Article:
your applications. These features are sometimes organized into
technology sets, such as ADO.NET (the technology for creating
database applications) and Windows Forms (the technology for
creating desktop user interfaces).
ASP.NET: This is the engine that hosts web applications and web
services, with almost any feature from the .NET class library. ASP.NET
also includes a set of web-specific services.
Visual Studio: This optional development tool contains a rich set of
productivity and debugging features.
The .NET Framework

(cont)
Sometimes the division between these components isn’t clear.
For example, the term ASP.NET is sometimes used in a narrow
sense to refer to the portion of the .NET class library used to
design web pages. On the other hand, ASP.NET also refers to
the whole topic of .NET web applications, which includes .NET
languages and many fundamental pieces of the class library
that aren’t web-specific.
The Intermediate Language

All the .NET languages are compiled into another lower-level language
before the code is executed. This lower-level language is the MSIL
(Microsoft Intermediate Language), or just IL. The CLR, the engine of
.NET, uses only IL code. Because all .NET languages are designed
based on IL, they all have profound similarities. This is the reason that
the C# and VB .NET languages provide essentially the same features
and performance. In fact, the languages are so compatible that a web
page written with C# can use a VB .NET component in the same way
it uses a C# component, and vice versa.

The .NET Framework formalizes this compatibility with something
called the CLS (Common Language Specification). Essentially, the CLS
is a contract that, if respected, guarantees that a component written in
one .NET language can be used in all the others. One part of the CLS
is the CTS (common type system), which defines data types such as
strings, numbers, and arrays that are shared in all .NET languages.
The CLS also defines object-oriented ingredients such as classes,
methods, events, and quite a bit more. For the most part you don’t
need to think about how the CLS works, even though you rely on it
every day.
The Intermediate Language

The .NET languages are
compiled to IL. Every EXE
or DLL file that you build
with a .NET language
contains IL code. This is
the file you deploy to other
computers.
(cont)
The Common Language
Runtime

The CLR is the engine that supports all the .NET languages.
Many modern languages use runtimes. These runtimes may
provide libraries used by the language, or they may have the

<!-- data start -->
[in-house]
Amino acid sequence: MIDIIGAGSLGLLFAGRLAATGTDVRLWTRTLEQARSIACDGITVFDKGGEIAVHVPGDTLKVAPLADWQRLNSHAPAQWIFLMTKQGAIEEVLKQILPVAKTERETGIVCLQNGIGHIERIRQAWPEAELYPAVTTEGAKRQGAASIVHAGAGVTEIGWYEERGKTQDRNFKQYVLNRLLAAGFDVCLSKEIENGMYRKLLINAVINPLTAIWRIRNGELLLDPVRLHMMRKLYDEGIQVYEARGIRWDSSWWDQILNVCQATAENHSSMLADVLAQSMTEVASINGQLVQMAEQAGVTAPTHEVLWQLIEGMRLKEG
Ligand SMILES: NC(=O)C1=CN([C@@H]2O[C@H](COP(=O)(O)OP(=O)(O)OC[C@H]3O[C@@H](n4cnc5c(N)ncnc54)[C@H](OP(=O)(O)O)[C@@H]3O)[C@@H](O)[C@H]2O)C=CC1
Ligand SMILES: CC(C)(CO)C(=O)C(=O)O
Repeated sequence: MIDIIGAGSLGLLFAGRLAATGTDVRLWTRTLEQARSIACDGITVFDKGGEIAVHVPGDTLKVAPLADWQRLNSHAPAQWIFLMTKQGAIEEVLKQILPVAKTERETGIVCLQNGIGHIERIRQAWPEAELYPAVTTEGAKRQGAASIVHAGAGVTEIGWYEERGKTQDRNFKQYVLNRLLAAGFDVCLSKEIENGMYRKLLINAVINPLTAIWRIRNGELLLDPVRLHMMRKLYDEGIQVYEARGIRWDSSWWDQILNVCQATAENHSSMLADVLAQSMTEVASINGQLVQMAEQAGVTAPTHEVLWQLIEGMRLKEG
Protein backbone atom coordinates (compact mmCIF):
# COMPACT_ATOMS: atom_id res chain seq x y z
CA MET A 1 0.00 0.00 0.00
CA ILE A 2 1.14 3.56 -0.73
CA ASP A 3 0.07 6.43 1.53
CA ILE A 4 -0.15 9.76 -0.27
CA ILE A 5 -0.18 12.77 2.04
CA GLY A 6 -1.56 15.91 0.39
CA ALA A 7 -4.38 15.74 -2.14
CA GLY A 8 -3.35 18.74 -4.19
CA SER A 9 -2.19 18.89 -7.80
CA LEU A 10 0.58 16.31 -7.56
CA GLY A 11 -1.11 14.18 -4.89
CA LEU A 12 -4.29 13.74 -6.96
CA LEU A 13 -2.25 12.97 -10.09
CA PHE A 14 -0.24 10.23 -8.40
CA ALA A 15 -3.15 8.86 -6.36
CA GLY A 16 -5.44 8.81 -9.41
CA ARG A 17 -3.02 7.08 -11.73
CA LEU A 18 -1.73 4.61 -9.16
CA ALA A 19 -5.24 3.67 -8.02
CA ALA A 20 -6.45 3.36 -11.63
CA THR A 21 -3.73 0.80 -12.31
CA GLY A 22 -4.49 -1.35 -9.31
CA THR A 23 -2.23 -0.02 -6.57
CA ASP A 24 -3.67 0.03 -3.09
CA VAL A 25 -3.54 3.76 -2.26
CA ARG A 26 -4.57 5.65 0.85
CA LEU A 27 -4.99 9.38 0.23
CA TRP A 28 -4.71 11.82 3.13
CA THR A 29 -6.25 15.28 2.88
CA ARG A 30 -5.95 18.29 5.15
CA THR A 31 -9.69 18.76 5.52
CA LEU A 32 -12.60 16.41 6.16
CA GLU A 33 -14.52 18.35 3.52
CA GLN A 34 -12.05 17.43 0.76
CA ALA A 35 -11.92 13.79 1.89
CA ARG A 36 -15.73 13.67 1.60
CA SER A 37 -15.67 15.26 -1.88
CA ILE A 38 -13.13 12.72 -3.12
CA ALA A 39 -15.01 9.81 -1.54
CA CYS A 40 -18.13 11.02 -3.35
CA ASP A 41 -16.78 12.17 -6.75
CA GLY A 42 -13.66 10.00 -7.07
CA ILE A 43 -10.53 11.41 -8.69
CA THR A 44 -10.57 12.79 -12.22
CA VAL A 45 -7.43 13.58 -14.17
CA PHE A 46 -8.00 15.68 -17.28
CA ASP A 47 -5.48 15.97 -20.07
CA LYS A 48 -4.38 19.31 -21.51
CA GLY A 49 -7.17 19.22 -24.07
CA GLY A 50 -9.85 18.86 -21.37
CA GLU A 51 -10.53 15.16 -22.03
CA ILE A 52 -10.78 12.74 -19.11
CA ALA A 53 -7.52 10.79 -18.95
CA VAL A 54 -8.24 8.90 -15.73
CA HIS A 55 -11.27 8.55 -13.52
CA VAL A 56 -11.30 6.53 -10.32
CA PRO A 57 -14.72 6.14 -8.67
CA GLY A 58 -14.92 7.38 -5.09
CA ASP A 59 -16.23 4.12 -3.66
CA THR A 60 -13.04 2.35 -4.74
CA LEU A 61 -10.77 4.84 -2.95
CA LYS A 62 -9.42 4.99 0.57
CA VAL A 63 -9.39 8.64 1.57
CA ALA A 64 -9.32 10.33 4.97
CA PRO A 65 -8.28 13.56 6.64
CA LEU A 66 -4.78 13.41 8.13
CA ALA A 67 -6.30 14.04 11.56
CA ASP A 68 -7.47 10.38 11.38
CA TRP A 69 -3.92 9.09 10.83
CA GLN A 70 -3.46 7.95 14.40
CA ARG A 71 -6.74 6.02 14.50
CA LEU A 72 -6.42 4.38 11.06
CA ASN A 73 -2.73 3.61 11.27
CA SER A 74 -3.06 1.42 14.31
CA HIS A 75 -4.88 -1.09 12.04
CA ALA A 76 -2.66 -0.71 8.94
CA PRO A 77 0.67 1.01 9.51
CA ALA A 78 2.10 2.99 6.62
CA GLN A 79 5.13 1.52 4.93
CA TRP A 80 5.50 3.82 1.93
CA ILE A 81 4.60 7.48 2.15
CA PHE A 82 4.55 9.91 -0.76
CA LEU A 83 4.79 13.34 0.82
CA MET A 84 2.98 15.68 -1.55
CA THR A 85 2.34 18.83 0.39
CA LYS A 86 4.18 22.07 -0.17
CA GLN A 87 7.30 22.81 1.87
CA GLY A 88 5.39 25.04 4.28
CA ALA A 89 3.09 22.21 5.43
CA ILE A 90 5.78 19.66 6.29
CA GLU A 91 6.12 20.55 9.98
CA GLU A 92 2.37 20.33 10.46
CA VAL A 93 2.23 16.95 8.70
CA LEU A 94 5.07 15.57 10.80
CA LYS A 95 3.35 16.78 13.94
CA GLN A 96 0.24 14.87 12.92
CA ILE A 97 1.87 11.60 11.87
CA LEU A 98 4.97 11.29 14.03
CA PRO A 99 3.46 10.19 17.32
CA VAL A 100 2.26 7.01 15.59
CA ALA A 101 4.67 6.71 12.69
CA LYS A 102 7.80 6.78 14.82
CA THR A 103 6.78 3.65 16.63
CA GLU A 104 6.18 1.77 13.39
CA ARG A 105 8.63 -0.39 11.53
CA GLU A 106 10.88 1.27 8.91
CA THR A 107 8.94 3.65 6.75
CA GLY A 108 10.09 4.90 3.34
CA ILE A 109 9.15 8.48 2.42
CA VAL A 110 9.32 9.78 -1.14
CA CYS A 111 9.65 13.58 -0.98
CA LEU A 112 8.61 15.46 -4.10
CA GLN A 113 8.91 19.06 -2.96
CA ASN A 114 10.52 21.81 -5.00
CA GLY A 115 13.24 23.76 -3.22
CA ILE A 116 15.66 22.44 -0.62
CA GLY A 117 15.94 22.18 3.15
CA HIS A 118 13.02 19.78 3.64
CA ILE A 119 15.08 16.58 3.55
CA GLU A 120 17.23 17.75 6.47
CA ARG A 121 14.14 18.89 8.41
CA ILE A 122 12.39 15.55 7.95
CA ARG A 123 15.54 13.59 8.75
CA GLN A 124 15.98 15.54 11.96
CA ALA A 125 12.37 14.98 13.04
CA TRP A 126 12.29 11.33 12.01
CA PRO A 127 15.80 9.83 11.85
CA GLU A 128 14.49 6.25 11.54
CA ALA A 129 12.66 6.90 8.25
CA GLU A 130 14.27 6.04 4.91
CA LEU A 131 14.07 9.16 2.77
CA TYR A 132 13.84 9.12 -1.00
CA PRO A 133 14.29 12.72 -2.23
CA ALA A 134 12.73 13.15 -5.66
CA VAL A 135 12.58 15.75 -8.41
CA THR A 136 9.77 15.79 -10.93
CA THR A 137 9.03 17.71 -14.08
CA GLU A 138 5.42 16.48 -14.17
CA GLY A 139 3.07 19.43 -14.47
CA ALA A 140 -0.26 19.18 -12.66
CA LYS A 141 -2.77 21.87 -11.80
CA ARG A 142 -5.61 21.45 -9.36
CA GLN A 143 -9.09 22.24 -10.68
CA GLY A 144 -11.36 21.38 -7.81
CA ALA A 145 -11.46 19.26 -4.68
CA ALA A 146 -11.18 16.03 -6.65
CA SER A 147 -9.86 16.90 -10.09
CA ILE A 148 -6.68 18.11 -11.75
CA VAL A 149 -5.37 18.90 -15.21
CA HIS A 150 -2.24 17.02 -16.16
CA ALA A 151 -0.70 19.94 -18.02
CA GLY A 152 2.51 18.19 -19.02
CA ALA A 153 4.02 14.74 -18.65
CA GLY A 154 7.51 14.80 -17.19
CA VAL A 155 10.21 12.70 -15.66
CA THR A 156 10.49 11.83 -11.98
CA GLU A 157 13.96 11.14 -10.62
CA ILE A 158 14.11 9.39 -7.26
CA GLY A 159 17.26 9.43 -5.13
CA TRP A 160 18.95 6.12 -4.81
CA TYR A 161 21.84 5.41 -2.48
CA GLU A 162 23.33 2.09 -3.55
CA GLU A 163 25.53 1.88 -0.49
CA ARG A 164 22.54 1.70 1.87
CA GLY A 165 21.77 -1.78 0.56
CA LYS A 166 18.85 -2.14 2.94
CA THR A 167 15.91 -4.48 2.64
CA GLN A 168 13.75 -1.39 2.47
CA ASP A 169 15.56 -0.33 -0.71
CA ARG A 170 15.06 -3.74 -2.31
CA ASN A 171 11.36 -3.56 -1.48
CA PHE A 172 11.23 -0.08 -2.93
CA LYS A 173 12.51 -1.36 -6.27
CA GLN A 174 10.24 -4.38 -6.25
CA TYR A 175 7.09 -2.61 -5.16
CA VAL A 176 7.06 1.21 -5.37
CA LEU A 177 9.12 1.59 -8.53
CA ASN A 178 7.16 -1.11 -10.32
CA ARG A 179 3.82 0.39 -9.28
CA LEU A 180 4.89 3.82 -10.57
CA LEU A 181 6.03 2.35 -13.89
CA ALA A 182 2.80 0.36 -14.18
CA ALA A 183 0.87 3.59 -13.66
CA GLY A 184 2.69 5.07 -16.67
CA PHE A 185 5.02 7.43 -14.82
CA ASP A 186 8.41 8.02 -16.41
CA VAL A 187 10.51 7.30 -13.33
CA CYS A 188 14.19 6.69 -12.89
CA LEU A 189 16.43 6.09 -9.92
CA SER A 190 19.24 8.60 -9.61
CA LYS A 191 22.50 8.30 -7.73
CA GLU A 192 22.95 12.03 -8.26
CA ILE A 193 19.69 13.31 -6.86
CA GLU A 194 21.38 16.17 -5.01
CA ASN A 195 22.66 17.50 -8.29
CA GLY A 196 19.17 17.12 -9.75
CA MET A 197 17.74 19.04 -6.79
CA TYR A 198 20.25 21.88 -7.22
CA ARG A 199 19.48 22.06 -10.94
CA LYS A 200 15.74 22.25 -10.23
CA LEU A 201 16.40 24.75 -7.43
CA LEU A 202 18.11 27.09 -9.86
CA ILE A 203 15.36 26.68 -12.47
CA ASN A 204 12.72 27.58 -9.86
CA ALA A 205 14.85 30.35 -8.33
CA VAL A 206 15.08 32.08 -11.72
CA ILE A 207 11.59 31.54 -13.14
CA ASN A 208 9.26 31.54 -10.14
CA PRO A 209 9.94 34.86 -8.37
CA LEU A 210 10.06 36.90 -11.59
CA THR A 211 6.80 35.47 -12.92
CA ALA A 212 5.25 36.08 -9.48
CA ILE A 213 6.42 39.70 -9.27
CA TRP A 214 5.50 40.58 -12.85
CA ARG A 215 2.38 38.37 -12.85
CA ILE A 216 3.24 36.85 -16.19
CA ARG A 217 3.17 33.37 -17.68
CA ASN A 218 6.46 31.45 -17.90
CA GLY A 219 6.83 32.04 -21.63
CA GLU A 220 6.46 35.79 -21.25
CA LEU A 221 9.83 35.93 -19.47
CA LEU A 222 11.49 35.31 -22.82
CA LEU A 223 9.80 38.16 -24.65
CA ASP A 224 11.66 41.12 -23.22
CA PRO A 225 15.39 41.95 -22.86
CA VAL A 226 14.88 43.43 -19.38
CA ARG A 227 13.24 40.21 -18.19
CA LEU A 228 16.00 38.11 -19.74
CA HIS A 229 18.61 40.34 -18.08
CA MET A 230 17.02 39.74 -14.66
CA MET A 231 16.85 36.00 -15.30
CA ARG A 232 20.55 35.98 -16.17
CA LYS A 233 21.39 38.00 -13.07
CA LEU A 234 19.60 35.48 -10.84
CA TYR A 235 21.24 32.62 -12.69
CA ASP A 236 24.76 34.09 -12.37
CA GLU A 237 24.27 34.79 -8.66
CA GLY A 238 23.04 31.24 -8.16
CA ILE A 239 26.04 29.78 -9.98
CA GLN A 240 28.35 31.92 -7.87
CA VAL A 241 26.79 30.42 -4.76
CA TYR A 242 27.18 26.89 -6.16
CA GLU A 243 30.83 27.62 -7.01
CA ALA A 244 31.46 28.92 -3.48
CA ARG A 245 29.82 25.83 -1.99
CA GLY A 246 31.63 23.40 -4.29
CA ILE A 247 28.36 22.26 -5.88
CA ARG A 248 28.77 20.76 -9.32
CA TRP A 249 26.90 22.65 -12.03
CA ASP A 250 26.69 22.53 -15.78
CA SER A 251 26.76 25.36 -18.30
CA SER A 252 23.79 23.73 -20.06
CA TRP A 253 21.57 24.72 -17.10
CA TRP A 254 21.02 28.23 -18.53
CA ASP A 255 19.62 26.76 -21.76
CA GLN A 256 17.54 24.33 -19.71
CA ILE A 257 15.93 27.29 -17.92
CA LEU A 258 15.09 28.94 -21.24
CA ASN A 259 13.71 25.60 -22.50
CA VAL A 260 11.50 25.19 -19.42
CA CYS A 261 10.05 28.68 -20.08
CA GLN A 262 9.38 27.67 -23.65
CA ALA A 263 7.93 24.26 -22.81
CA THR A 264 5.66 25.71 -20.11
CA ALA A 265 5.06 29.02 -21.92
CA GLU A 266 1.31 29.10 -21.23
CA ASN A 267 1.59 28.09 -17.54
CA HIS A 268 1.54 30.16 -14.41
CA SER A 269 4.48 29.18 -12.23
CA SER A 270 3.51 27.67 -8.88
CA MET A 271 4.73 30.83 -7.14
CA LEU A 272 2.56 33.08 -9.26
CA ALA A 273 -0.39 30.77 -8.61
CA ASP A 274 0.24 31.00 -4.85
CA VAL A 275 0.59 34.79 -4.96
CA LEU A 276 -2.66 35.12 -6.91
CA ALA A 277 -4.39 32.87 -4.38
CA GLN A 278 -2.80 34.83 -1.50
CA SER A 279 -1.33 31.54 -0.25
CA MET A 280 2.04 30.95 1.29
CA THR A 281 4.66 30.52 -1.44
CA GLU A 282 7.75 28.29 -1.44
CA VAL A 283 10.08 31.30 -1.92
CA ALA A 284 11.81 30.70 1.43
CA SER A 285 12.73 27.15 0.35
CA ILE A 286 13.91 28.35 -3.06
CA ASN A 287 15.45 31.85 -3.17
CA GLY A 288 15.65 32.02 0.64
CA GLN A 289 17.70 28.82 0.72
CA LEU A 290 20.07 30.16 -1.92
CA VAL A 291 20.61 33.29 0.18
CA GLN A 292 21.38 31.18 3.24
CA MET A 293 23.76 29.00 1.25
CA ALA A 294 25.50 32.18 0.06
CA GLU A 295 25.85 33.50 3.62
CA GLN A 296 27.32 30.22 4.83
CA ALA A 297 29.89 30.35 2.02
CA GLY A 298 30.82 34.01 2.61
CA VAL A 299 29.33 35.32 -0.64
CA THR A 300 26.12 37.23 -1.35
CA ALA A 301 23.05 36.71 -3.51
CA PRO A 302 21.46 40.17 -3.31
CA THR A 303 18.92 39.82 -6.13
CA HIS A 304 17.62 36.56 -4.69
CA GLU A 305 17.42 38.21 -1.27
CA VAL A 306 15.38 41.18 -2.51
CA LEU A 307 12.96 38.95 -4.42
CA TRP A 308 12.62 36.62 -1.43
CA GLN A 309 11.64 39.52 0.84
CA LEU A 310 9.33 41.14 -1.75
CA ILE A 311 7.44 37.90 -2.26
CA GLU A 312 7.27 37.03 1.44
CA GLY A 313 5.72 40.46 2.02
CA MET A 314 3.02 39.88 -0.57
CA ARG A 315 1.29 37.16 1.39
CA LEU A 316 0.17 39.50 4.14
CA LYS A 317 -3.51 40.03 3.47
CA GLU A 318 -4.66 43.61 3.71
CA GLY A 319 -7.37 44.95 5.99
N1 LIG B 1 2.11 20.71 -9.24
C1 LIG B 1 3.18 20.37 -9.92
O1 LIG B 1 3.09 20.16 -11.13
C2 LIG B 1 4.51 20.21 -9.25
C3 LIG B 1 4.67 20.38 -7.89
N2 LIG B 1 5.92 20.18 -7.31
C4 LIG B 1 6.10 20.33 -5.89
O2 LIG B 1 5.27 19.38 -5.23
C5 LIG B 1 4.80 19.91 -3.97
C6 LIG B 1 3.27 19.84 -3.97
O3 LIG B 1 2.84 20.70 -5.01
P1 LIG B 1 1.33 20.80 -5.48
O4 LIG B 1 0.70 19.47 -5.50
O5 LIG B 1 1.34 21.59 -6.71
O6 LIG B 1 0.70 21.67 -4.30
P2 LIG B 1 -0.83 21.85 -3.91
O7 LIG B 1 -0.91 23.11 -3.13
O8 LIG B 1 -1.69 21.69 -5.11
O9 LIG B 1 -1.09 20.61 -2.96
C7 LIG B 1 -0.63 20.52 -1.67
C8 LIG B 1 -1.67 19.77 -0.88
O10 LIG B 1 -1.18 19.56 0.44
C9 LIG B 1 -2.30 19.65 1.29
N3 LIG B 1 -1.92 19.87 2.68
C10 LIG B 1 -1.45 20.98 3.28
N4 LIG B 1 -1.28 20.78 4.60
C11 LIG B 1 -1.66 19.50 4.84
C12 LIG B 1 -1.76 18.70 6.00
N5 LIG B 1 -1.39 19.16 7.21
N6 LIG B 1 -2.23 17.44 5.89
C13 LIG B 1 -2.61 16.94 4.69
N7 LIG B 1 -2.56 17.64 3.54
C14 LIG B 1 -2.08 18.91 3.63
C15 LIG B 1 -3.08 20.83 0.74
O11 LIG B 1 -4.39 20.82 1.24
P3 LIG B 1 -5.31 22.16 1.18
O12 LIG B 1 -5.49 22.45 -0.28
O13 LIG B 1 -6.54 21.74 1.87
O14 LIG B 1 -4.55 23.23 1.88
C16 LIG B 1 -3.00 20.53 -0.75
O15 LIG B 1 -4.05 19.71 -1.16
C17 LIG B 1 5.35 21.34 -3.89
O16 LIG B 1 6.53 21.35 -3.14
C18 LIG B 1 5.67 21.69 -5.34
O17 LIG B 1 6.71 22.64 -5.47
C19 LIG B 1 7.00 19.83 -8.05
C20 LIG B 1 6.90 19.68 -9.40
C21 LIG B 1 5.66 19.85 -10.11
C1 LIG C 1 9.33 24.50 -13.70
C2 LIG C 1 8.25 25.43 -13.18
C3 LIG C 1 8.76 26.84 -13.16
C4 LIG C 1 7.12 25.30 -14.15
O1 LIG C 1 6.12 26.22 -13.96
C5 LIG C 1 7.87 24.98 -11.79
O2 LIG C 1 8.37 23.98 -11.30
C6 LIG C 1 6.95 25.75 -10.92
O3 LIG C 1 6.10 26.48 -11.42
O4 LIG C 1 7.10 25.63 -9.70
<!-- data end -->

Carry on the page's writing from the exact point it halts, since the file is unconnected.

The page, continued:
additional responsibility of executing the code (as with Java).

Runtimes are nothing new, but the CLR represents a radical
departure from Microsoft’s previous strategy. For starters, the
CLR and .NET Framework are much larger and more ambitious
than the VB 6 or C++ runtime. The CLR also provides a whole
set of related services such as code verification, optimization,
and garbage collection.

All .NET code runs inside the CLR. This is true whether you’re
running a Windows application or a web service. For example,
when a client requests an ASP.NET web page, the ASP.NET
service runs inside the CLR environment, executes your code,
and creates a final HTML page to send to the client.
The Common Language
Runtime (cont)
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The implications of the CLR are wide-ranging:
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Deep language integration: C# and VB .NET, like all
.NET languages, compile to IL. In other words, the CLR
makes no distinction between different language. It’s
language integration.
Side-by-side execution: The CLR also has the ability to
load more than one version of a component at a time. In
other words, you can update a component many times, and
the correct version will be loaded and used for each
application. As a side effect, multiple versions of the .NET
Framework can be installed, meaning that you’re able to
upgrade to new versions of ASP.NET without replacing the
current version or needing to rewrite your applications.
Fewer errors: Whole categories of errors are impossible
with the CLR. For example, the CLR prevents many memory
mistakes that are possible with lower-level languages such
as C++.
The Common Language
Runtime (cont)
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Along with these benefits, the CLR has some potential drawbacks. Here are
three issues that are often raised by new developers but aren’t always
answered:
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Performance: A typical ASP.NET application is much faster than a comparable ASP